Location

Virtual

Start Date

5-10-2021 9:45 AM

End Date

5-10-2021 9:55 AM

Description

Current control methods for winged eVTOL UAVs consider the vehicle primarily as a fixed-wing aircraft with the addition of vertical thrust used only during takeoff and landing. These methods provide good long-range flight handling but fail to consider the full dynamics of the vehicle for tracking complex trajectories. We present a trajectory tracking controller for the full dynamics of a winged eVTOL UAV in hover, fixed-wing, and partially transitioned flight scenarios. We show that in low-to moderate-speed flight, trajectory tracking can be achieved using a variety of pitch angles. In these conditions, the pitch of the vehicle is a free variable which we use to minimize the necessary thrust, and therefore energy consumption, of the vehicle. We use a geometric attitude controller and an airspeed-dependent control allocation scheme to operate the vehicle at a wide range of airspeeds, flight path angles, and angles of attack. We provide simulation results and theoretical guarantees for the stability of the proposed control scheme assuming a standard aerodynamic model.

Available for download on Tuesday, May 10, 2022

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May 10th, 9:45 AM May 10th, 9:55 AM

Pitch-Efficient Trajectory Tracking for Winged eVTOL UAVs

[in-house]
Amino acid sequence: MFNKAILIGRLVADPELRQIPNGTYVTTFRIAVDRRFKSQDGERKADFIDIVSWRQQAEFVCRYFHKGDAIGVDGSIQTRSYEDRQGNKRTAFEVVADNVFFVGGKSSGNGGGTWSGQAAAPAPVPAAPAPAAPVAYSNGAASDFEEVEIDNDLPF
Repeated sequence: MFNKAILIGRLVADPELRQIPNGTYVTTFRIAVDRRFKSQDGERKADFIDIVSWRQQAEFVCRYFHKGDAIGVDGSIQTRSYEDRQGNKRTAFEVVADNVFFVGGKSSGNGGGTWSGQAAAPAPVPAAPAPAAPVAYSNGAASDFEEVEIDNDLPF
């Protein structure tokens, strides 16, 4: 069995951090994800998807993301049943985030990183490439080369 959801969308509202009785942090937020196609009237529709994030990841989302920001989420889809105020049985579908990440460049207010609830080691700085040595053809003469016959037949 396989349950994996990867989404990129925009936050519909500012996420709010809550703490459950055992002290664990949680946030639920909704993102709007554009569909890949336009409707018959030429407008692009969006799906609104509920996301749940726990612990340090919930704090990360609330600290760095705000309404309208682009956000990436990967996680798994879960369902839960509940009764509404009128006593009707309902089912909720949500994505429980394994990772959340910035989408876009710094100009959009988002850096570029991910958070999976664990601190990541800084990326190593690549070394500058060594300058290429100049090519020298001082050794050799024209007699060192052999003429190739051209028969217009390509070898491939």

Virtual

Current control methods for winged eVTOL UAVs consider the vehicle primarily as a fixed-wing aircraft with the addition of vertical thrust used only during takeoff and landing. These methods provide good long-range flight handling but fail to consider the full dynamics of the vehicle for tracking complex trajectories. We present a trajectory tracking controller for the full dynamics of a winged eVTOL UAV in hover, fixed-wing, and partially transitioned flight scenarios. We show that in low-to moderate-speed flight, trajectory tracking can be achieved using a variety of pitch angles. In these conditions, the pitch of the vehicle is a free variable which we use to minimize the necessary thrust, and therefore energy consumption, of the vehicle. We use a geometric attitude controller and an airspeed-dependent control allocation scheme to operate the vehicle at a wide range of airspeeds, flight path angles, and angles of attack. We provide simulation results and theoretical guarantees for the stability of the proposed control scheme assuming a standard aerodynamic model.